You'll need to edit lines 42,44, and 45. This information can be obtained from your computer's Command Prompt, typing ipconfig. Change the 192.168.1.X to match your network.
The ircserver and channel lines are currently set to log into the #propeller channel at irc.freenode.net.
Jump on the channel and join us!
Step 4: Building the E-Net Module
Turn on your soldering iron and let it warm up.
When you dump out the kit on your desk, don't be overwhelmed by the number of parts. The most commonly used part are simple resistors and I'll take you step-by-step through the entire process.
Start by mount the blank PCB in a work-vise as shown.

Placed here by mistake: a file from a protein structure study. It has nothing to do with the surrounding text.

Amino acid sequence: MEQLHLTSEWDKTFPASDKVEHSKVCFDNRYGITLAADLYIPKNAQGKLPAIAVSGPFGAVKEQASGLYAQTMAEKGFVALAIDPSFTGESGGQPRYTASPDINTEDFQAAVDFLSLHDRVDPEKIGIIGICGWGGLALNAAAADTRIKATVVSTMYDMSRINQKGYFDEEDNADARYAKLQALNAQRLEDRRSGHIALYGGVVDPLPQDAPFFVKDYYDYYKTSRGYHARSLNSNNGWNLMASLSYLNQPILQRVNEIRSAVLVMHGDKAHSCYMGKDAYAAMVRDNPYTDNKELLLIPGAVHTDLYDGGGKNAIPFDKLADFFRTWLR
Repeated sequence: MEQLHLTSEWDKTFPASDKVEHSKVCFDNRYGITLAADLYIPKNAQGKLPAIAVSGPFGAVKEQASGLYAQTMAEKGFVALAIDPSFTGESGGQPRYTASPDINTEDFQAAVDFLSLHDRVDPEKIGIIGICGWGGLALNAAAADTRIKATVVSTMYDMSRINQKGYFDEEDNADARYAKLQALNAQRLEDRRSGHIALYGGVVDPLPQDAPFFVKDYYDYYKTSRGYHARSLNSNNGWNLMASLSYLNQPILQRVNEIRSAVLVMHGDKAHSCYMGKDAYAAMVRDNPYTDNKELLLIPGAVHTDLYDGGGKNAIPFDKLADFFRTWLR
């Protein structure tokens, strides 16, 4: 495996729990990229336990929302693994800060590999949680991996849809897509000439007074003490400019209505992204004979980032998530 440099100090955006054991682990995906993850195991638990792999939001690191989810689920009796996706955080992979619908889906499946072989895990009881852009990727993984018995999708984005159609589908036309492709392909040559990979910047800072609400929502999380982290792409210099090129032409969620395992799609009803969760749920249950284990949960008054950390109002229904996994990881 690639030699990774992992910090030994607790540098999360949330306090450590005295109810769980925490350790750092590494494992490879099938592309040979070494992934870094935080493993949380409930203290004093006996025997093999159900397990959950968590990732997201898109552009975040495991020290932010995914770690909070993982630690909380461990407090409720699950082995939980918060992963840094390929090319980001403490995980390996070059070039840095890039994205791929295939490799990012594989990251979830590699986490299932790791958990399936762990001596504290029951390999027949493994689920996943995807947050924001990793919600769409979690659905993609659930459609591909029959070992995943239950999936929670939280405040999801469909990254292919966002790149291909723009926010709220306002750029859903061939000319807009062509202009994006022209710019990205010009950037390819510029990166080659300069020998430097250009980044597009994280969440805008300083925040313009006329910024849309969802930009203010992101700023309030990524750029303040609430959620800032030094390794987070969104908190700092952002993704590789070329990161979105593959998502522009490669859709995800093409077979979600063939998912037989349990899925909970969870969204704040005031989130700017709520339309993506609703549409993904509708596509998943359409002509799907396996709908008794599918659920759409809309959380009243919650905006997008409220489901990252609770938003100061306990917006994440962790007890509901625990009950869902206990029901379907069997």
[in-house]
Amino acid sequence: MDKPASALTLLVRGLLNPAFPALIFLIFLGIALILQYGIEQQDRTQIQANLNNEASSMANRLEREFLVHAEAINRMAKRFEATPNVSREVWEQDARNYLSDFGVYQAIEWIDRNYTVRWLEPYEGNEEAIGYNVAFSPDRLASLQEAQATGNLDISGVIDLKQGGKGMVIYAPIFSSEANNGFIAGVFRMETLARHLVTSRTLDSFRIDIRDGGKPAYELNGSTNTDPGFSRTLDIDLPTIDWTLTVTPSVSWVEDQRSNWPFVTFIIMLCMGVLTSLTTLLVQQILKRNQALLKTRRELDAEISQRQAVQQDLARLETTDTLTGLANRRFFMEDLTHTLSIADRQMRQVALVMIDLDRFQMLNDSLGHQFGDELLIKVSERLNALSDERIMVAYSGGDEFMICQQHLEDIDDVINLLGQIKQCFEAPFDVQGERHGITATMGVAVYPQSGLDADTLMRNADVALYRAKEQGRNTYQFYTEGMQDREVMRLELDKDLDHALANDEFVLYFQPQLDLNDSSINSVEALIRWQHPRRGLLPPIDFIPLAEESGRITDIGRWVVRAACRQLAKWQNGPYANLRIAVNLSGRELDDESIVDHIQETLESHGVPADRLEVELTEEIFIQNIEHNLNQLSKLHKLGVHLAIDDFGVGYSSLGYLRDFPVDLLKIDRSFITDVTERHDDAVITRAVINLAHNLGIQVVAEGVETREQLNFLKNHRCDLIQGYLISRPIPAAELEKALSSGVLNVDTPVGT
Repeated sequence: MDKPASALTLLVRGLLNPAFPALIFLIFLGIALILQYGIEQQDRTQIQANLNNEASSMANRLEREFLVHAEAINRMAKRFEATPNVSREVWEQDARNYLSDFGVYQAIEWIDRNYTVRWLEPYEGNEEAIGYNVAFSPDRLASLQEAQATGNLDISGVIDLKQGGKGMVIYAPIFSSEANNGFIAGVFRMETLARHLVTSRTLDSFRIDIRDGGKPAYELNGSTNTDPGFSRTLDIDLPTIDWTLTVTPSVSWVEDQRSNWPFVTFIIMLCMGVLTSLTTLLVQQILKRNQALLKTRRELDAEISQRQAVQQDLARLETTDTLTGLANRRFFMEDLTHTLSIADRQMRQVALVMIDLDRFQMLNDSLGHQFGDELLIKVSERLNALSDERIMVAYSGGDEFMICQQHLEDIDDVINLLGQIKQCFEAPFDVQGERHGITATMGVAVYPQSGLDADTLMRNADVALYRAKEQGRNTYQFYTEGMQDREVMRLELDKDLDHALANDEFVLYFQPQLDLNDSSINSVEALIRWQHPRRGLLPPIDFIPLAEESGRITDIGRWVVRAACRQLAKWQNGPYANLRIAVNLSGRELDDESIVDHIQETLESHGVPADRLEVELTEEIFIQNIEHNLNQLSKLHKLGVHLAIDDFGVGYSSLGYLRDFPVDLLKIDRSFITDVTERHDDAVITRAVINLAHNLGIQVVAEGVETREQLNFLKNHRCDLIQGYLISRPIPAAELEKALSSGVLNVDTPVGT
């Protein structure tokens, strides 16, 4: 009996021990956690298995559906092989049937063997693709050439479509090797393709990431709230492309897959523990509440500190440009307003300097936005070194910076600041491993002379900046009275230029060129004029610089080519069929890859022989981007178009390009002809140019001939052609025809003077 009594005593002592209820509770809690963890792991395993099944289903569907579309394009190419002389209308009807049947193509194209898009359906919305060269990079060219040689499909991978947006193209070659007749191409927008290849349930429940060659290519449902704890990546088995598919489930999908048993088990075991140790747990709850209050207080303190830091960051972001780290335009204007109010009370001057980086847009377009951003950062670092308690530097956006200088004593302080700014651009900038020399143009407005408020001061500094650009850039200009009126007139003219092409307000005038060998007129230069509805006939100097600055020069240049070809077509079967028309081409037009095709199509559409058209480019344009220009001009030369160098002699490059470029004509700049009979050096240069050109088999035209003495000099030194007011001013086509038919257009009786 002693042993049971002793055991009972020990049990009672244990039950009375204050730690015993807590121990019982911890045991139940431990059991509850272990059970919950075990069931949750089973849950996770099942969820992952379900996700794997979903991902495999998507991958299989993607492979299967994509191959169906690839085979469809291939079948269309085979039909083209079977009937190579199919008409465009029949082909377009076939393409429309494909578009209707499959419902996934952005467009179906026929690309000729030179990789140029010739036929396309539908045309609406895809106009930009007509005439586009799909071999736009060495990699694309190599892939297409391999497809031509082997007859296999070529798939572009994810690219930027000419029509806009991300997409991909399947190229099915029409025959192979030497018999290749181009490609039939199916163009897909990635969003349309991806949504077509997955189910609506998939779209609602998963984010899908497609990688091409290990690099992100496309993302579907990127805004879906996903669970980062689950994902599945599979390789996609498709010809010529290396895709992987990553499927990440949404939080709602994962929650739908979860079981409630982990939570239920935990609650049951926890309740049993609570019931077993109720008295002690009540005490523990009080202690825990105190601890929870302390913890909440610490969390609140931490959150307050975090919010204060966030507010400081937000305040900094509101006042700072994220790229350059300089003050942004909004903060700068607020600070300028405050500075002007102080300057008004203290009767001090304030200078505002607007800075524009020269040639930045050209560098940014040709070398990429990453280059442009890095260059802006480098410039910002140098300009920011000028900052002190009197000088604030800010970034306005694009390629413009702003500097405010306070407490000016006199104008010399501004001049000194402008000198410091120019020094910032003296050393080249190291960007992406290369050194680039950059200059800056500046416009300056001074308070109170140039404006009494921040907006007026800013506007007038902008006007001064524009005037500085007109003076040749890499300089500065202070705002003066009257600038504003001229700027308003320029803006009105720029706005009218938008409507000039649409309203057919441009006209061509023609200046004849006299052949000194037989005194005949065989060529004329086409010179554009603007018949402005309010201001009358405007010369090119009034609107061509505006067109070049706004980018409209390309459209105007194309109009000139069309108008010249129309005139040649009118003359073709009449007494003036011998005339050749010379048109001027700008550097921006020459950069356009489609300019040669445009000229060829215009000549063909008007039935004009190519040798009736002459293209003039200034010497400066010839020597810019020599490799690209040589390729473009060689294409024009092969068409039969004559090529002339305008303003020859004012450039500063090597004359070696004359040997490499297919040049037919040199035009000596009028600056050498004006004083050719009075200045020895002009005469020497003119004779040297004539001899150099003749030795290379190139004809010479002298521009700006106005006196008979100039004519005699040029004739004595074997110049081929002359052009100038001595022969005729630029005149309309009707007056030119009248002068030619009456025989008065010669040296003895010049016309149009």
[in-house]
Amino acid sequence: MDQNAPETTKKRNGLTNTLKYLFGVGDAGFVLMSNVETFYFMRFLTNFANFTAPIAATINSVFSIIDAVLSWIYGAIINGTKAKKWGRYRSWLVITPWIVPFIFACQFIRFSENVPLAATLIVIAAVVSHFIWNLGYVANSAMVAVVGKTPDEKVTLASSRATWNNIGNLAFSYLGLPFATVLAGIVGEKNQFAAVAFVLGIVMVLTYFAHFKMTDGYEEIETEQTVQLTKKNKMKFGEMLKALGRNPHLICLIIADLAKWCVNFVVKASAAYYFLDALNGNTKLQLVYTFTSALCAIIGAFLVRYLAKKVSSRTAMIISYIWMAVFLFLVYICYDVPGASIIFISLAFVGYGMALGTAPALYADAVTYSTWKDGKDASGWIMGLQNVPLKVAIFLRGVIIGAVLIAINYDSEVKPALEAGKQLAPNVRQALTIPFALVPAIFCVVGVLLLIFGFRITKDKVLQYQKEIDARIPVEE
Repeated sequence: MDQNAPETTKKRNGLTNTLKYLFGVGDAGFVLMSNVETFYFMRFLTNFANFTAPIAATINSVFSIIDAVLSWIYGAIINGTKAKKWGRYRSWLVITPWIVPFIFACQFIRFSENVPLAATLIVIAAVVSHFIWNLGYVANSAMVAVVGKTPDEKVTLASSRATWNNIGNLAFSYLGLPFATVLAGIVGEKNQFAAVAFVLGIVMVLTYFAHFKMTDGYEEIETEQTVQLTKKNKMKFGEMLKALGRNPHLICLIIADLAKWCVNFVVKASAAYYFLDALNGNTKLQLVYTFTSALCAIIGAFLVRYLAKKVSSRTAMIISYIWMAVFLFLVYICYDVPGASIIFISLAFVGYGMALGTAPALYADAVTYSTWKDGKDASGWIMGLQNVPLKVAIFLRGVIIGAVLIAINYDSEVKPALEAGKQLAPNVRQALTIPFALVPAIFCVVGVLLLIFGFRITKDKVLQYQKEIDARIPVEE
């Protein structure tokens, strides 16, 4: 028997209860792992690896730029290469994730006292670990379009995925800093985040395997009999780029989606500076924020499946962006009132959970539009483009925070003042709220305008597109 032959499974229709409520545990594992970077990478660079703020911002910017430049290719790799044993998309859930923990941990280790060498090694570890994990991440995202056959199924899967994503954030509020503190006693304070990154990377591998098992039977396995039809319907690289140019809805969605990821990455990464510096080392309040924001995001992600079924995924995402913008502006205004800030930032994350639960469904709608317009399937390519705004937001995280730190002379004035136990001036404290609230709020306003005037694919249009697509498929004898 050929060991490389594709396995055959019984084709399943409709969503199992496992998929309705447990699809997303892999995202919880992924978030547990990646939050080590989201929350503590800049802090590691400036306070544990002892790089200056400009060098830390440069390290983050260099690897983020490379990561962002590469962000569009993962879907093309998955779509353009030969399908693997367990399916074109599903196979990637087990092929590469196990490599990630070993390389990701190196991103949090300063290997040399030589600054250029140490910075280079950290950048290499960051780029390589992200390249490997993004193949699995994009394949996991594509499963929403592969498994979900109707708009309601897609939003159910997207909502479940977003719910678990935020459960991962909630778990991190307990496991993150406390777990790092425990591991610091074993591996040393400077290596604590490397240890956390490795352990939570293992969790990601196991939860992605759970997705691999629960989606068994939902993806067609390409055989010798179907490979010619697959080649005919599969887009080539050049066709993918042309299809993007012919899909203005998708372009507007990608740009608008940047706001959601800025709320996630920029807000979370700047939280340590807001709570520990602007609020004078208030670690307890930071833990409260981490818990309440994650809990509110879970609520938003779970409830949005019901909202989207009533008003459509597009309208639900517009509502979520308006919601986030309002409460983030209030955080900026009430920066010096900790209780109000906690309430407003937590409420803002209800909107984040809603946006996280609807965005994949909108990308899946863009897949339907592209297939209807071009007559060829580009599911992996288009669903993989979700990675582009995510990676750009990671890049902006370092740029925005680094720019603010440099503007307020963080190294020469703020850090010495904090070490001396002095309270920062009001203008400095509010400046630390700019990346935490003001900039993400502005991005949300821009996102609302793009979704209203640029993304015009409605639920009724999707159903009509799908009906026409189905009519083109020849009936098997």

Step 5: 4x 47ohm Resistors
Grab the 4x 47ohm resistors (Yellow - Violet - Black), and bend the leads like shown.
Step 6: Insert 47ohm Resistors
Insert the 47 ohm resistors into R1, R2, R3, and R4. as shown.
Step 7: Soldering & Trimming Resistors
The next three steps we'll do repeatedly though the course of the build:
1) Spread the leads apart and flip the board over.
2) Heat up the hole and lead with your soldering iron for a second or two, then add a bit of solder..
3) Trim off the excess lead with your dikes.
Step 8: 2x 220ohm Resistors
Add the 2x 220 ohm resistors (Red - Red - Brown) to R8 and R9. These limit the current to the LED's that are on the Ethernet jack.
Step 9: 1x 2.2k Ohm Resistor
Add the 2.2k ohm resistor (Red - Red - Red) to R5
Step 10: 2x 10k Ohm Resistors
Add the 2x 10k ohm resistors (Brown - Black - Orange) to R6 and R7
Step 11: 6x 1uf Ceramic Caps